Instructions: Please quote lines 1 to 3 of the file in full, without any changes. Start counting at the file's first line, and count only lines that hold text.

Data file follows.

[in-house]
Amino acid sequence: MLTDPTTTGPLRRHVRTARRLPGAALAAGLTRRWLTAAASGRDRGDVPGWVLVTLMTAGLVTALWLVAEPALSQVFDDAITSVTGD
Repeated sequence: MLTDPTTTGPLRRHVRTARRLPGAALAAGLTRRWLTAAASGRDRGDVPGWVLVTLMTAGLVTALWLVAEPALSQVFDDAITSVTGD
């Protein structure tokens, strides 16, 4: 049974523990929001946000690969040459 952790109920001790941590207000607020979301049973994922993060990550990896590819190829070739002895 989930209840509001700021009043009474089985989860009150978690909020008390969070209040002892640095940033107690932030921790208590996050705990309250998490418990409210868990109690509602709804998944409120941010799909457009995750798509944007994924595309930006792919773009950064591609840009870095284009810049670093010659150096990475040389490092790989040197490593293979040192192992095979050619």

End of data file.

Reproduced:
[in-house]
Amino acid sequence: MLTDPTTTGPLRRHVRTARRLPGAALAAGLTRRWLTAAASGRDRGDVPGWVLVTLMTAGLVTALWLVAEPALSQVFDDAITSVTGD
Repeated sequence: MLTDPTTTGPLRRHVRTARRLPGAALAAGLTRRWLTAAASGRDRGDVPGWVLVTLMTAGLVTALWLVAEPALSQVFDDAITSVTGD